Muscle Base TechniqueMay 4, 2020 1:22 pm
Linda Hoppe, a Canadian massage therapy instructor, created the muscle base technique concept to provide massage therapy students with a visual and tactile tool for more efficient tissue penetration.
It is essential to understand that therapeutic and relaxation types of massage exist simultaneously. When using more precise and deep tissue techniques, such as Effective Tissue Manipulation techniques, the therapist should achieve both local therapeutic effects and a general sense of relaxation. The two approaches to massage are not two opposite types and should always happen in conjunction. Regardless if it is a deep tissue massage or not, the massage should still be relaxing and not painful. The nervous system regulates muscle tone and motor activity. Whenever a massage therapist manipulates soft tissue, the nervous system reacts by letting go or contracting, depending on the nervous system’s interpretation of the stimulus as a threat or safety.
While doing Effective Tissue Manipulation, the muscle base comprises the surface beneath the manipulated soft tissue. It mainly consists of the client’s skeleton and the therapist’s hand when there is no hard, flat bony muscle base beneath the target tissue. An appropriate muscle base has to be solid, stable, and usually flat, plus it has to provide stability and comfort for the patient’s manipulated muscles. Large solid bones such as the femur, tibia, fibula, scapula, humerus, radius, and ulna are good examples of appropriate muscle bases. An inappropriate, dangerous muscle base is unstable, pointy, sharp, or edgy. The lateral aspect of cervical transverse processes, floating ribs, trachea, nerves, blood vessels, and unsupported bones are improper muscle bases. Any deep muscle compressions against such muscle base can damage the muscles and be very uncomfortable.
There are two significant components to consider when looking at tissue manipulation: the angle of muscle penetration and the deep tissue pressure, which are crucial in effective tissue manipulation.
The angle of muscle penetration is formed by the imaginary therapist’s body contact force of penetration and the muscle base plane located beneath the manipulated muscles. This angle needs to be close to 90o (force perpendicular to the muscle base plane) for maximum efficacy and greater penetration of a deep tissue massage. During a relaxation massage, the angle of tissue penetration is close to zero degrees, and the imaginary line vector and the muscle base plane become parallel.
The muscle base is also a pressure guide for safe tissue penetration. The therapist will lean into the tissue until they feel the muscle base resistance with their contact surface. The muscle base end feel indicates that the therapist fully compresses the soft tissue against the hard surface, representing the safe tissue penetration threshold. From that point on, the therapist can adjust the pressure to the client’s need only by lightening up, releasing tension to a more comfortable level for the client, if needed. Pressing harder after reaching the muscle base will increase the central nervous system’s motor tone and sympathetic activation and create discomfort or even pain. The muscle base’s depth represents the most profound pressure applied to the muscles during Effective Tissue Manipulation techniques.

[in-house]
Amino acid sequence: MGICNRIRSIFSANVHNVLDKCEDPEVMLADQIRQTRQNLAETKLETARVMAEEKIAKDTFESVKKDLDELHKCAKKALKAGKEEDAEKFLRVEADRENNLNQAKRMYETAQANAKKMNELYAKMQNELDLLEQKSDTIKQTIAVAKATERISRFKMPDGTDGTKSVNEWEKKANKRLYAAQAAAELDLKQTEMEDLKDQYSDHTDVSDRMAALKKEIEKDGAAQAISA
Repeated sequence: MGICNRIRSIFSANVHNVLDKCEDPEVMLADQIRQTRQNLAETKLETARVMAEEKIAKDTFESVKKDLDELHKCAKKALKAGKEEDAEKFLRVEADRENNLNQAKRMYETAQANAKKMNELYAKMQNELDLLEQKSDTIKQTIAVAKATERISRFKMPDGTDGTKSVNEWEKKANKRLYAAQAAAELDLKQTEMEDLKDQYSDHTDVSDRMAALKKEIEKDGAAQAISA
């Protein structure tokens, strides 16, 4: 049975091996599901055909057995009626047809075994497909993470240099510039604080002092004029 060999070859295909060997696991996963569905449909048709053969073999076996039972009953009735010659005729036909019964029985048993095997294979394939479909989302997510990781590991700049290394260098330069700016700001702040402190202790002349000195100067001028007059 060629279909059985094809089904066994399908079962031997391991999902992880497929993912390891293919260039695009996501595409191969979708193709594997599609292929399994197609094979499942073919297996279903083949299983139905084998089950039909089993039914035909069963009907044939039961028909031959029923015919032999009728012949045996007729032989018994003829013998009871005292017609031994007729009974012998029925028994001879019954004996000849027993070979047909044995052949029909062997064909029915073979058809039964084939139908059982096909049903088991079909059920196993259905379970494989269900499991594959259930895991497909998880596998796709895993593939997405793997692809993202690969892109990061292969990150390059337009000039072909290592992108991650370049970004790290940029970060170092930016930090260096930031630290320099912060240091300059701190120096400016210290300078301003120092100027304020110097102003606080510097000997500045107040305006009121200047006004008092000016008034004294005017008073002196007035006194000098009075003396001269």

The muscle base continually changes, even underneath the same muscle or region. A muscle can anatomically rest on different structures, such as the posterior aspect of the ribs and the transverse processes. Therefore, the therapist must continuously adapt the therapeutic pressure and the sharp angle to provide the muscles with the optimal benefits of Effective Tissue Manipulation. In addition, the therapist must develop excellent tactile skills and be mentally present to react to the frequently changing muscle base tension beneath their fingers. Knowledge of anatomy will prevent working against inappropriate muscle bases and avoid hurting the client.
Muscle base technique
The muscle base technique massages soft tissue with controlled pressure adapted to the underlying massage base structures. Each muscle has its method.
Examples of muscle base
Posterior aspect of the glenohumeral joint
Posterior and lateral humerus – as the muscle attaches onto the greater tubercle.
Spinous processes of the thoracic spine
Posterior aspect of the ribs
Medial border of the scapula.
Biceps brachii muscle:
Upper trapezius muscle:
Back of skull
Upper cervical lamina groove
Spine of scapula
Inferior and superior edges of the patella
Levator scapula muscle:
Medial border of the scapula (or superior angle)
Cervical laminae groove
Transverse processes of C1 to C4
By Linda E. Hoppe Bkin, TRP, RMTTags: Muscle base technique
Categorised in: Blog, SFH Orthopedic Massage
This post was written by Dominique Hoppe
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